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J Med Genet. 2003 Oct;40(10):733-40.

Disruption of a novel member of a sodium/hydrogen exchanger family and DOCK3 is associated with an attention deficit hyperactivity disorder-like phenotype.

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  • 1Murdoch Children's Research Institute, Royal Children's Hospital, Parkville, Victoria, Australia.



Attention deficit hyperactivity disorder (ADHD) is a complex condition with high heritability. However, both biochemical investigations and association and linkage studies have failed to define fully the underlying genetic factors associated with ADHD. We have identified a family co-segregating an early onset behavioural/developmental condition, with features of ADHD and intellectual disability, with a pericentric inversion of chromosome 3, 46N inv(3)(p14:q21).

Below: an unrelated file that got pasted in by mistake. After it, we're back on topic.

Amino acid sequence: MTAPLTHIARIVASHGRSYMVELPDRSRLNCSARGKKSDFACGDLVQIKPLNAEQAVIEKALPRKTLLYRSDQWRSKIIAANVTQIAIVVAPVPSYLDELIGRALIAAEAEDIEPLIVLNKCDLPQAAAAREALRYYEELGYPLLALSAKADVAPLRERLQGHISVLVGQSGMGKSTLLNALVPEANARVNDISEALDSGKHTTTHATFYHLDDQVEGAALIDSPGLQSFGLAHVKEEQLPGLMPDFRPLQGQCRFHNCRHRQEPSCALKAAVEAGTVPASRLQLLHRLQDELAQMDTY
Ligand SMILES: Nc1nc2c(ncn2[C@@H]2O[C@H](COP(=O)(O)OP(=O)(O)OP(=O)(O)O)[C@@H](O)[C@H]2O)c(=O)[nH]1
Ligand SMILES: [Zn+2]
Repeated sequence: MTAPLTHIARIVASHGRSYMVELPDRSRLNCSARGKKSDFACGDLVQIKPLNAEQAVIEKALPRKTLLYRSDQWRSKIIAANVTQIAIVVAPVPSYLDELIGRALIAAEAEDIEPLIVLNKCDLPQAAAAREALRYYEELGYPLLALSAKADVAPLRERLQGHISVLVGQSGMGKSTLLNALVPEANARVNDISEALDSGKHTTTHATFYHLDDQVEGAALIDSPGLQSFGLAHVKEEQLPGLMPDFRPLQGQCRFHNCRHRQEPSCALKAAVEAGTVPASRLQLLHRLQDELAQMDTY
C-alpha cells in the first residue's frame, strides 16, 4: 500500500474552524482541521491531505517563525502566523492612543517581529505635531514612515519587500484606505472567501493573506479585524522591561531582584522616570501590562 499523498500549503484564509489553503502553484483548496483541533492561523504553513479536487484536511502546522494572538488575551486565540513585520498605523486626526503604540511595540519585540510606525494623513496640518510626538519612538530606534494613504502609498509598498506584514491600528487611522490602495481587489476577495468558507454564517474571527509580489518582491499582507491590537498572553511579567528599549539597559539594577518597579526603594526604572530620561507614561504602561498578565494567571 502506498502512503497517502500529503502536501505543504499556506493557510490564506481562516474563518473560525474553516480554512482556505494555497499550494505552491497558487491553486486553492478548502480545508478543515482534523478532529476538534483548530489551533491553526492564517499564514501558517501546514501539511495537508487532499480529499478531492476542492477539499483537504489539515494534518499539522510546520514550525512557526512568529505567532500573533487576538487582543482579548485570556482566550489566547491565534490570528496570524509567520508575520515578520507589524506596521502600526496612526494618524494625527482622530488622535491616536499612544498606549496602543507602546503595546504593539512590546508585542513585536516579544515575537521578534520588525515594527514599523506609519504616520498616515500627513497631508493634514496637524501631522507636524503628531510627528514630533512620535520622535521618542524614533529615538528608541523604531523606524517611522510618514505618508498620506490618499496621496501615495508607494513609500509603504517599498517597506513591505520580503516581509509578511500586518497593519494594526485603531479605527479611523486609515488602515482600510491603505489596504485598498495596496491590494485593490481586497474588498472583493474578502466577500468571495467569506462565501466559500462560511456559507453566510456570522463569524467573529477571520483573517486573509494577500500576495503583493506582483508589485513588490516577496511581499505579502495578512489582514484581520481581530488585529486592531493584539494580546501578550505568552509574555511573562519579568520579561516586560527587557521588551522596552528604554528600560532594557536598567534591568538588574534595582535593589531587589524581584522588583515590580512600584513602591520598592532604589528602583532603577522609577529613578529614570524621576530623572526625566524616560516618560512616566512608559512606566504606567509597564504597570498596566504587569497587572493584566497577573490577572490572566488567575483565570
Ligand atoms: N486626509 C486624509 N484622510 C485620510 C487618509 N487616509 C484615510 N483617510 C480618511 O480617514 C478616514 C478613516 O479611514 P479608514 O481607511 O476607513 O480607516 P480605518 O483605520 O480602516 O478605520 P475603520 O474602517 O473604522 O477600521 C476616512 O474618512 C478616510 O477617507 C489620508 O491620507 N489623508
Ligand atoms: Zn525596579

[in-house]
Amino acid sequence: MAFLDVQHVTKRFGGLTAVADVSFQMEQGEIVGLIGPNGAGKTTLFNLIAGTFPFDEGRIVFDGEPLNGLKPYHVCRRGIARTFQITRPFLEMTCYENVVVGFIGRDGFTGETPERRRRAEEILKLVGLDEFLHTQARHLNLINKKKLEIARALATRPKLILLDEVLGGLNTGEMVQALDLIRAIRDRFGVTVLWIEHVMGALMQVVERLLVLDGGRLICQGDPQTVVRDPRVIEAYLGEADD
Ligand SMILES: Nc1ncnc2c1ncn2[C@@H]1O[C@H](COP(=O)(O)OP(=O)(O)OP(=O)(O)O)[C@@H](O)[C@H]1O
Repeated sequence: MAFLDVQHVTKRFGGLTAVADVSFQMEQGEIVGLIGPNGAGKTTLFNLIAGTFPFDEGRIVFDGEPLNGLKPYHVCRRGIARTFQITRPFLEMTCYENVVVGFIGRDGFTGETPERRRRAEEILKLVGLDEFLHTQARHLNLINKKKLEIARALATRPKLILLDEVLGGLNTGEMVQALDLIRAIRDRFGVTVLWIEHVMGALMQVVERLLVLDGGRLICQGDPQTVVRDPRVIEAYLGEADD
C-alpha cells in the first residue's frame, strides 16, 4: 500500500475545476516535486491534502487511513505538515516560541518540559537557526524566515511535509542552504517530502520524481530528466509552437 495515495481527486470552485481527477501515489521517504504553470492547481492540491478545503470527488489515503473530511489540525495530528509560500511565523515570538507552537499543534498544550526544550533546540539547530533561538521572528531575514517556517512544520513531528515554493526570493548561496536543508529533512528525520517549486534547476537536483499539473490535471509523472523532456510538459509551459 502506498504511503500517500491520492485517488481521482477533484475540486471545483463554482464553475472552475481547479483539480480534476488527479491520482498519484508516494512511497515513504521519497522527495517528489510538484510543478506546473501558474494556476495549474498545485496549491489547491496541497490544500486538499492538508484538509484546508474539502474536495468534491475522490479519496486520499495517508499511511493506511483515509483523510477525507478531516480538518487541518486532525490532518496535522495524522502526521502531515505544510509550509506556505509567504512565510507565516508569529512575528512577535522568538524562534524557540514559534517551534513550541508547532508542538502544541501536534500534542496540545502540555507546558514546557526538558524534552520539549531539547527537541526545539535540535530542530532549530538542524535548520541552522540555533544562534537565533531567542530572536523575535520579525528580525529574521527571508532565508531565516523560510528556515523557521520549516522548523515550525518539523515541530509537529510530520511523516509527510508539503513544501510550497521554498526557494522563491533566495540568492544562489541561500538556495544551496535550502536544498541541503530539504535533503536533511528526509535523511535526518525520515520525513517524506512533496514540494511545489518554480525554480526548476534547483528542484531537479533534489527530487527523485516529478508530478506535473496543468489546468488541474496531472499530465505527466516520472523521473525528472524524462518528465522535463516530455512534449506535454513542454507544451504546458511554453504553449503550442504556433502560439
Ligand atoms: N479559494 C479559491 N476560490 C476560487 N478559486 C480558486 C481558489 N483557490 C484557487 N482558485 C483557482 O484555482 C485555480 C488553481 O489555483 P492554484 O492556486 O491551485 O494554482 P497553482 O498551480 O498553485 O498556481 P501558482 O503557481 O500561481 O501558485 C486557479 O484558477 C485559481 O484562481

We hypothesised that the inversion breakpoints affect a gene or genes that cause the observed phenotype. Large genomic clones (P1 derived/yeast/bacterial artificial chromosomes) were assembled into contigs across the two inversion breakpoints using molecular and bioinformatic technologies. Restriction fragments crossing the junctions were identified by Southern analysis and these fragments were amplified using inverse PCR.


The amplification products were subsequently sequenced to reveal that the breakpoints lay within an intron of the dedicator of cytokinesis 3 (DOCK3) gene at the p arm breakpoint, and an intron of a novel member of the solute carrier family 9 (sodium/hydrogen exchanger) isoform 9 (SLC9A9) at the q arm. Both genes are expressed in the brain, but neither of the genes has previously been implicated in developmental or behavioural disorders.


These two disrupted genes are candidates for involvement in the pathway leading to the neuropsychological condition in this family.

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